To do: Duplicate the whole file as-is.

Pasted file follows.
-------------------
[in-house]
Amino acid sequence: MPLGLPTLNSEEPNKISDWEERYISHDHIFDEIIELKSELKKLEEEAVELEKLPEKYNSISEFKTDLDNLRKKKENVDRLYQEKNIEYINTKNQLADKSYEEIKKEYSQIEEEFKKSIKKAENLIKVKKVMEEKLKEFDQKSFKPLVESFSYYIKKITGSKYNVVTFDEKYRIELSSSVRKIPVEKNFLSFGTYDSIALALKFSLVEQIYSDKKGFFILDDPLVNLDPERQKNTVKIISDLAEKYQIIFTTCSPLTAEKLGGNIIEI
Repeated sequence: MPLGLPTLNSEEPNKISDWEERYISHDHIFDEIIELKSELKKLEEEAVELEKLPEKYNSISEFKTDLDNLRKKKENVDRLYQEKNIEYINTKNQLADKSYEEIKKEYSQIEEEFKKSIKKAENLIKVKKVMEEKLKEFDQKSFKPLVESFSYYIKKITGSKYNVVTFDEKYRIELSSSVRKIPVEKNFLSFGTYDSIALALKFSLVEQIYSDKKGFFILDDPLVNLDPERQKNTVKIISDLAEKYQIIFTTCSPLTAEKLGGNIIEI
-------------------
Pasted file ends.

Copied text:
[in-house]
Amino acid sequence: MPLGLPTLNSEEPNKISDWEERYISHDHIFDEIIELKSELKKLEEEAVELEKLPEKYNSISEFKTDLDNLRKKKENVDRLYQEKNIEYINTKNQLADKSYEEIKKEYSQIEEEFKKSIKKAENLIKVKKVMEEKLKEFDQKSFKPLVESFSYYIKKITGSKYNVVTFDEKYRIELSSSVRKIPVEKNFLSFGTYDSIALALKFSLVEQIYSDKKGFFILDDPLVNLDPERQKNTVKIISDLAEKYQIIFTTCSPLTAEKLGGNIIEI
Repeated sequence: MPLGLPTLNSEEPNKISDWEERYISHDHIFDEIIELKSELKKLEEEAVELEKLPEKYNSISEFKTDLDNLRKKKENVDRLYQEKNIEYINTKNQLADKSYEEIKKEYSQIEEEFKKSIKKAENLIKVKKVMEEKLKEFDQKSFKPLVESFSYYIKKITGSKYNVVTFDEKYRIELSSSVRKIPVEKNFLSFGTYDSIALALKFSLVEQIYSDKKGFFILDDPLVNLDPERQKNTVKIISDLAEKYQIIFTTCSPLTAEKLGGNIIEI